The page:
On an afternoon in May of 1915, whilst sailing to Liverpool from New York, the Cunard Liner Lusitania was torpedoed by a German U-boat and she sank costing the lives of nearly 1200 passengers and crew. Eye-witness accounts of the events surrounding that tragedy include reports of shock-impact, explosive-excitation, motion-induced vibration, and consequent structural trauma. Those phenomena were the signatures of compounding effects that ultimately accelerated the demise of the ship. The consequencies of those effects, and also the associated failure of the shipboard safety systems, are discussed in the light of the speed at which the liner sank.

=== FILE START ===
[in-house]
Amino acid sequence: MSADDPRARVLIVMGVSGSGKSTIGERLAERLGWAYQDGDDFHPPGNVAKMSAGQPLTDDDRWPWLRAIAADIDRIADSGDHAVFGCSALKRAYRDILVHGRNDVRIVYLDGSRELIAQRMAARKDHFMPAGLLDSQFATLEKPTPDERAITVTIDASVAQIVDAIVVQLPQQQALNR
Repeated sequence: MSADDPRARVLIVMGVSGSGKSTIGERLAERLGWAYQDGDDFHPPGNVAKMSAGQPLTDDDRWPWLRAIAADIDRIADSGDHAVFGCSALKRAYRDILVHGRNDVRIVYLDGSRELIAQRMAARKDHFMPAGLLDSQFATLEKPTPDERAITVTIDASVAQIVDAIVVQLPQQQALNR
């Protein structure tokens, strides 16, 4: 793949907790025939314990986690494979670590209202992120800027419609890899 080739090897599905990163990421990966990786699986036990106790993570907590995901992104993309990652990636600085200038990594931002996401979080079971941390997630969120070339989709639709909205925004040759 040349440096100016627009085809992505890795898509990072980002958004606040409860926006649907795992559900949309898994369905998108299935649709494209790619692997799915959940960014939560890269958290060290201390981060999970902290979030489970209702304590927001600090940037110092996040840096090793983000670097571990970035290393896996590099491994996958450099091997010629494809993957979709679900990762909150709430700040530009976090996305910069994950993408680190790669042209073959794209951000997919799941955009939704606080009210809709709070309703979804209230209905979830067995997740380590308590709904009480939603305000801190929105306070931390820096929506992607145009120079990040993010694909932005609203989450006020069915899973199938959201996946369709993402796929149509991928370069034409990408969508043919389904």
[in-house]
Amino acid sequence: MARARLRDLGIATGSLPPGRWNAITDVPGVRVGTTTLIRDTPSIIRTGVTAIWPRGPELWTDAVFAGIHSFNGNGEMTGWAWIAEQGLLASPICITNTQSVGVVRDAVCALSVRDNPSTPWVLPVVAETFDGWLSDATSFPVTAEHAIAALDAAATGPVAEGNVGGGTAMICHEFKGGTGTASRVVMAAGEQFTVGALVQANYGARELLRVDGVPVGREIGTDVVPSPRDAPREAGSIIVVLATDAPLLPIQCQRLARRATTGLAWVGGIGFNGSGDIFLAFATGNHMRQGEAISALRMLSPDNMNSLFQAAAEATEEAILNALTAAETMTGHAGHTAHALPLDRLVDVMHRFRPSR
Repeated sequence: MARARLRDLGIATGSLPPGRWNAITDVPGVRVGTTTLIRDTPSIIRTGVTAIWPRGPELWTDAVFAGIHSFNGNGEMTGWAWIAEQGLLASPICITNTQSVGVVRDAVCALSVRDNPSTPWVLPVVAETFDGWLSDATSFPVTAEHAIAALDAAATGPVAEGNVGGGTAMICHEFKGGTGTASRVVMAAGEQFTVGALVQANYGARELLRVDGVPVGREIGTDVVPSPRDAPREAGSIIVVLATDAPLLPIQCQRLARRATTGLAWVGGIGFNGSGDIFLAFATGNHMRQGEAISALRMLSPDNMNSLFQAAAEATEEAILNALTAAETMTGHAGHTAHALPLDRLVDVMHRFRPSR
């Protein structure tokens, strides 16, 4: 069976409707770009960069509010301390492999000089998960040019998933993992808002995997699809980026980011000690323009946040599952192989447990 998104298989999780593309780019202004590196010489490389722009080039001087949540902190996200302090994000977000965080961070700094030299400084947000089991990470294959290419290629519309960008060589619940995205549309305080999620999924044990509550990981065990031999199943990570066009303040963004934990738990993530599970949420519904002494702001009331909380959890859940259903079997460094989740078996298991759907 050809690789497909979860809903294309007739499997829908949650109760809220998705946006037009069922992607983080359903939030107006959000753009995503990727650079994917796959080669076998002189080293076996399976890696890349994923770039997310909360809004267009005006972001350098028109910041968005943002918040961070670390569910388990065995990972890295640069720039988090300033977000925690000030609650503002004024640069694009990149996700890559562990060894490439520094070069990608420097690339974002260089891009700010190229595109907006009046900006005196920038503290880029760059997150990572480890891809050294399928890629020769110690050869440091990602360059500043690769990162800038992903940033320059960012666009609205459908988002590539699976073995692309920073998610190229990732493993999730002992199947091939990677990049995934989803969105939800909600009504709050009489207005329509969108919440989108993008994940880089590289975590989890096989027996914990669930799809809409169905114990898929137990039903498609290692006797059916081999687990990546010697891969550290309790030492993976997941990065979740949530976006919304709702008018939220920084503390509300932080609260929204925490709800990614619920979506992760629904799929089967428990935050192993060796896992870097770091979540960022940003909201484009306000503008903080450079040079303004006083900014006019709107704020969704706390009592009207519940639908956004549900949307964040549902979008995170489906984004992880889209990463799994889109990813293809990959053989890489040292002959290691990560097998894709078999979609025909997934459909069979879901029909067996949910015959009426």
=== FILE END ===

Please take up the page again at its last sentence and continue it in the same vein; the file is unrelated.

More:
|Number of pages||8|
|Journal||Materials Science Forum|
|Publication status||Published - 8 Dec 2003|
- Structural Failure